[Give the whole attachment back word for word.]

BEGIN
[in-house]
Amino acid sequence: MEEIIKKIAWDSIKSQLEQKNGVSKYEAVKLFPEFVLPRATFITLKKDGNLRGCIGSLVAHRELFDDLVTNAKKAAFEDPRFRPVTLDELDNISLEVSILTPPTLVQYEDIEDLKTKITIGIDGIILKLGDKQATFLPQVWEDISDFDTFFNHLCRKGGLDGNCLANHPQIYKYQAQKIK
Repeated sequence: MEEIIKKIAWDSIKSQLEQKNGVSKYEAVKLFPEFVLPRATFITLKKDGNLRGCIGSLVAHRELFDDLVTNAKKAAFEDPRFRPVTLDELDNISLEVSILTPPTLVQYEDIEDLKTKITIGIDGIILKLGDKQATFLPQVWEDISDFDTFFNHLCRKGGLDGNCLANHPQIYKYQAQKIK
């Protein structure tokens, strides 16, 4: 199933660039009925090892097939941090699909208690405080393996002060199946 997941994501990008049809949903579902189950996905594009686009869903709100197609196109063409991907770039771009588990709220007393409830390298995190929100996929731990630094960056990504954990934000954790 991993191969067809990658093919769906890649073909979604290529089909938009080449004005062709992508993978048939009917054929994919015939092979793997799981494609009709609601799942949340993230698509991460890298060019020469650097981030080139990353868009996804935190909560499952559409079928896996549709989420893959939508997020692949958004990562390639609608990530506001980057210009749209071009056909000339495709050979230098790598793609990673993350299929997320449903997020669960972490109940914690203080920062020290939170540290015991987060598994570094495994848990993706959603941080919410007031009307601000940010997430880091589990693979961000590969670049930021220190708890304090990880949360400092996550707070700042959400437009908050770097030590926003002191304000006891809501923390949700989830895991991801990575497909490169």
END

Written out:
[in-house]
Amino acid sequence: MEEIIKKIAWDSIKSQLEQKNGVSKYEAVKLFPEFVLPRATFITLKKDGNLRGCIGSLVAHRELFDDLVTNAKKAAFEDPRFRPVTLDELDNISLEVSILTPPTLVQYEDIEDLKTKITIGIDGIILKLGDKQATFLPQVWEDISDFDTFFNHLCRKGGLDGNCLANHPQIYKYQAQKIK
Repeated sequence: MEEIIKKIAWDSIKSQLEQKNGVSKYEAVKLFPEFVLPRATFITLKKDGNLRGCIGSLVAHRELFDDLVTNAKKAAFEDPRFRPVTLDELDNISLEVSILTPPTLVQYEDIEDLKTKITIGIDGIILKLGDKQATFLPQVWEDISDFDTFFNHLCRKGGLDGNCLANHPQIYKYQAQKIK
């Protein structure tokens, strides 16, 4: 199933660039009925090892097939941090699909208690405080393996002060199946 997941994501990008049809949903579902189950996905594009686009869903709100197609196109063409991907770039771009588990709220007393409830390298995190929100996929731990630094960056990504954990934000954790 991993191969067809990658093919769906890649073909979604290529089909938009080449004005062709992508993978048939009917054929994919015939092979793997799981494609009709609601799942949340993230698509991460890298060019020469650097981030080139990353868009996804935190909560499952559409079928896996549709989420893959939508997020692949958004990562390639609608990530506001980057210009749209071009056909000339495709050979230098790598793609990673993350299929997320449903997020669960972490109940914690203080920062020290939170540290015991987060598994570094495994848990993706959603941080919410007031009307601000940010997430880091589990693979961000590969670049930021220190708890304090990880949360400092996550707070700042959400437009908050770097030590926003002191304000006891809501923390949700989830895991991801990575497909490169």